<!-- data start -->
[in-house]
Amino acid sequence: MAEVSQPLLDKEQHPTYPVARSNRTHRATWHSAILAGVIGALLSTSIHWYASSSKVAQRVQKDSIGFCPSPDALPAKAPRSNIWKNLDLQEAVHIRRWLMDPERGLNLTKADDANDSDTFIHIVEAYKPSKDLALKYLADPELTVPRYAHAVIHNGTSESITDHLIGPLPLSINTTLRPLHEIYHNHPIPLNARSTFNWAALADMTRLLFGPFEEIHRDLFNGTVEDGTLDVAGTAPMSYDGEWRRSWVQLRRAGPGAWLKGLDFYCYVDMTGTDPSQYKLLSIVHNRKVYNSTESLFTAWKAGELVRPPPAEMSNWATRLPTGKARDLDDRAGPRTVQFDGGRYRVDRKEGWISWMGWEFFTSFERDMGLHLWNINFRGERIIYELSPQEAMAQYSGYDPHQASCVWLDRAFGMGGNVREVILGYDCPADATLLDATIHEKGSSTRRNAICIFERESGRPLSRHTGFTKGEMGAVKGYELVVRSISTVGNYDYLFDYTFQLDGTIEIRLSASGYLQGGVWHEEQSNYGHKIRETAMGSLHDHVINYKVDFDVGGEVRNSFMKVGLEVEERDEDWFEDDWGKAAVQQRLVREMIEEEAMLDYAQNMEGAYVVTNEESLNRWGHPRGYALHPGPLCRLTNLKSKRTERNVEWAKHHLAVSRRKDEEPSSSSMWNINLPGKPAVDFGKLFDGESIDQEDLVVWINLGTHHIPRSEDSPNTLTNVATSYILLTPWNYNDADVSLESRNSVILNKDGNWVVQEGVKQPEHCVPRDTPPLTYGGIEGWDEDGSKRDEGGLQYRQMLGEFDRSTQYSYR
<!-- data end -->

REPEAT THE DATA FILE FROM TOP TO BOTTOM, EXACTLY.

[in-house]
Amino acid sequence: MAEVSQPLLDKEQHPTYPVARSNRTHRATWHSAILAGVIGALLSTSIHWYASSSKVAQRVQKDSIGFCPSPDALPAKAPRSNIWKNLDLQEAVHIRRWLMDPERGLNLTKADDANDSDTFIHIVEAYKPSKDLALKYLADPELTVPRYAHAVIHNGTSESITDHLIGPLPLSINTTLRPLHEIYHNHPIPLNARSTFNWAALADMTRLLFGPFEEIHRDLFNGTVEDGTLDVAGTAPMSYDGEWRRSWVQLRRAGPGAWLKGLDFYCYVDMTGTDPSQYKLLSIVHNRKVYNSTESLFTAWKAGELVRPPPAEMSNWATRLPTGKARDLDDRAGPRTVQFDGGRYRVDRKEGWISWMGWEFFTSFERDMGLHLWNINFRGERIIYELSPQEAMAQYSGYDPHQASCVWLDRAFGMGGNVREVILGYDCPADATLLDATIHEKGSSTRRNAICIFERESGRPLSRHTGFTKGEMGAVKGYELVVRSISTVGNYDYLFDYTFQLDGTIEIRLSASGYLQGGVWHEEQSNYGHKIRETAMGSLHDHVINYKVDFDVGGEVRNSFMKVGLEVEERDEDWFEDDWGKAAVQQRLVREMIEEEAMLDYAQNMEGAYVVTNEESLNRWGHPRGYALHPGPLCRLTNLKSKRTERNVEWAKHHLAVSRRKDEEPSSSSMWNINLPGKPAVDFGKLFDGESIDQEDLVVWINLGTHHIPRSEDSPNTLTNVATSYILLTPWNYNDADVSLESRNSVILNKDGNWVVQEGVKQPEHCVPRDTPPLTYGGIEGWDEDGSKRDEGGLQYRQMLGEFDRSTQYSYR